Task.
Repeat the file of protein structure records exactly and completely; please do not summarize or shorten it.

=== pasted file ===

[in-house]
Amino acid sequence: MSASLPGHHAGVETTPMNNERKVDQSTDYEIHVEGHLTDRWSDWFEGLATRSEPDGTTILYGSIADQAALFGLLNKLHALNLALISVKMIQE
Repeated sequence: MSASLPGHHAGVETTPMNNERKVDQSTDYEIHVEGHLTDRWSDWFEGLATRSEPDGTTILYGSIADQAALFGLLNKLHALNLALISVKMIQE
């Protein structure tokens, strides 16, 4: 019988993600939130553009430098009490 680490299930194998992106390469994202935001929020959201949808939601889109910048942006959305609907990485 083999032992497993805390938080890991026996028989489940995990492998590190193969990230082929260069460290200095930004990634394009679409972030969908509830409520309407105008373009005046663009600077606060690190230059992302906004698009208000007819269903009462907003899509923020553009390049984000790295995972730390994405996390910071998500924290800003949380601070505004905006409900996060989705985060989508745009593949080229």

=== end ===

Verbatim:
[in-house]
Amino acid sequence: MSASLPGHHAGVETTPMNNERKVDQSTDYEIHVEGHLTDRWSDWFEGLATRSEPDGTTILYGSIADQAALFGLLNKLHALNLALISVKMIQE
Repeated sequence: MSASLPGHHAGVETTPMNNERKVDQSTDYEIHVEGHLTDRWSDWFEGLATRSEPDGTTILYGSIADQAALFGLLNKLHALNLALISVKMIQE
């Protein structure tokens, strides 16, 4: 019988993600939130553009430098009490 680490299930194998992106390469994202935001929020959201949808939601889109910048942006959305609907990485 083999032992497993805390938080890991026996028989489940995990492998590190193969990230082929260069460290200095930004990634394009679409972030969908509830409520309407105008373009005046663009600077606060690190230059992302906004698009208000007819269903009462907003899509923020553009390049984000790295995972730390994405996390910071998500924290800003949380601070505004905006409900996060989705985060989508745009593949080229």